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Key insights: managing the chemicals supply chain

By Dr Madhav Durbha, Group Vice President at LLamasoft - 29th May 2019

Dr Madhav Durbha, Group Vice President at LLamasoft, shares key insights from the supply chain community of the chemicals industry.
 
Llamasoft May 2019 image.jpg
In this article, Dr Madhav Durbha, Group Vice President at LLamasoft, a software and services company that develops and markets technology to model and optimize supply chain networks, discusses five key insights:
  1. The digital agenda
  2. Blockchain
  3. Forecasting
  4. Sustainability
  5. Becoming a shipper of choice.
The digital agenda is ambitious – but then the realities intervene
Robotic Process Automation (RPA), AI/ML, big data, and of course the obligatory topic of blockchain were all major topics of conversation at the recent LogiChem EU 2019 event in Amsterdam. There are point digital capabilities that are getting wider adoption in the industry.
 
Examples include:
  • Sensors in tanks/silos to measure the consumption of the chemicals to plan replenishment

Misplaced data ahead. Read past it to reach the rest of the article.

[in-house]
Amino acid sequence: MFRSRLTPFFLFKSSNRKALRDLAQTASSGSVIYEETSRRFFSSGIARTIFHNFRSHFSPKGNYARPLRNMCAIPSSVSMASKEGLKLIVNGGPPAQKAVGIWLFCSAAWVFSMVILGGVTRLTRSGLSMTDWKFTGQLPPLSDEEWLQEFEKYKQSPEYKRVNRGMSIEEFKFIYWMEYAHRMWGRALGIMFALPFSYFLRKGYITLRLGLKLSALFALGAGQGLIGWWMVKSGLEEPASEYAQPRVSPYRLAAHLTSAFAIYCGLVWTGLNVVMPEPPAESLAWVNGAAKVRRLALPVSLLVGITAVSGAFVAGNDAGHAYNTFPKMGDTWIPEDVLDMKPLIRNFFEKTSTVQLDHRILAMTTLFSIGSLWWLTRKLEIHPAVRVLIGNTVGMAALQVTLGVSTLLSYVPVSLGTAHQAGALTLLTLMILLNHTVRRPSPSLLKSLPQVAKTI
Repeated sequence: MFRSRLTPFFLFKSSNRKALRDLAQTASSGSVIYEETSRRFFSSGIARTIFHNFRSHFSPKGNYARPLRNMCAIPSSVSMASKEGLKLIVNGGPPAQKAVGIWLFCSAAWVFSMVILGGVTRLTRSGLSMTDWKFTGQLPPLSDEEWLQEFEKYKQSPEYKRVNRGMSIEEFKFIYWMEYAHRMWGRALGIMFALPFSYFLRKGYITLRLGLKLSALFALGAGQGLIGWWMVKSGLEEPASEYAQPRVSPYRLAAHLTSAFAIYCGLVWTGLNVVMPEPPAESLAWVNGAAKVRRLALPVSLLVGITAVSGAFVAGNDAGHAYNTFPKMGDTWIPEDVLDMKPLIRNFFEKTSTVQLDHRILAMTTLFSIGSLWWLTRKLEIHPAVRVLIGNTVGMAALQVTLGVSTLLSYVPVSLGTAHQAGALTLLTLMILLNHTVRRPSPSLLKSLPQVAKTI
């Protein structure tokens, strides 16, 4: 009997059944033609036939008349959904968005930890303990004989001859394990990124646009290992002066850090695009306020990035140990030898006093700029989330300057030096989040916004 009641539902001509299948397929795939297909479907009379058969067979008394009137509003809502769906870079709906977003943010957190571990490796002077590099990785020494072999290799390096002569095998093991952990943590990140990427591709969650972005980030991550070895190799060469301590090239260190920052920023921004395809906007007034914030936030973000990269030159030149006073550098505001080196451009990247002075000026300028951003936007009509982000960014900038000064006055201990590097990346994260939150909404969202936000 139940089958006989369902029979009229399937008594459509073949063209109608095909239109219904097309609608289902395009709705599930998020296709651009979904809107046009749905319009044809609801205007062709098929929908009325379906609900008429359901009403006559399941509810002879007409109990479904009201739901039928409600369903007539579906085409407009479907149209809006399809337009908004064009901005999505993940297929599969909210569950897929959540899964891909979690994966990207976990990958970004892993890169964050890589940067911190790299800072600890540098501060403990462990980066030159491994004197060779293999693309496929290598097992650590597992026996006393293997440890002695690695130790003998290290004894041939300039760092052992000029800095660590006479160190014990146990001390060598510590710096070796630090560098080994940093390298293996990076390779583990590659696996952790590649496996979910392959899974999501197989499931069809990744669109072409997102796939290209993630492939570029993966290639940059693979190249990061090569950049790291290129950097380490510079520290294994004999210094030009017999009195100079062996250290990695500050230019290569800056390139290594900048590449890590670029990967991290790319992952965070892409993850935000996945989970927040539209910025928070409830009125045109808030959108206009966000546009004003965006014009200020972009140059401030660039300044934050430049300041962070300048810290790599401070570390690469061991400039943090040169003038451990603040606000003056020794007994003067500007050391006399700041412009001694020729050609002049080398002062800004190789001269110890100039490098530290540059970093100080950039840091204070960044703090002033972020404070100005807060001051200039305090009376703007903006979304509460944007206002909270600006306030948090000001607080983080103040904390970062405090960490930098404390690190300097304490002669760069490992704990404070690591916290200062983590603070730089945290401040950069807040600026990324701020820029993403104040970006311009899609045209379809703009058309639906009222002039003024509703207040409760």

• Use of telematics and tracking devices to get visibility to containers and shipments
  • Ability to connect and transact with customers and suppliers through digital networks
  • Automated Guided Vehicles (AGVs) in warehouses.
These are some of the digital technologies that are gaining broader adoption and delivering benefits. However, it is also very clear that the most dominant planning system of record for chemical companies is still Microsoft Excel. The broader end-to-end digitalization use cases were lacking in general. The exception perhaps was a presentation by Jan Bruening, Cluster Head of Smart Supply Chain at BASF, on the work they are doing in the area of horizontal integration with their customers, wherein they are planning across a connected value stream network in a holistic manner.
 
From the other presentations and from experience with LLamasoft’s customers in this space, it is fair to say the digital agenda is ambitious and that the gulf between the ambitions and the realities is larger in the chemical industry compared to other industries. But the industry should look at this as an opportunity!
 
Blockchain hasn’t emerged from the pilot mode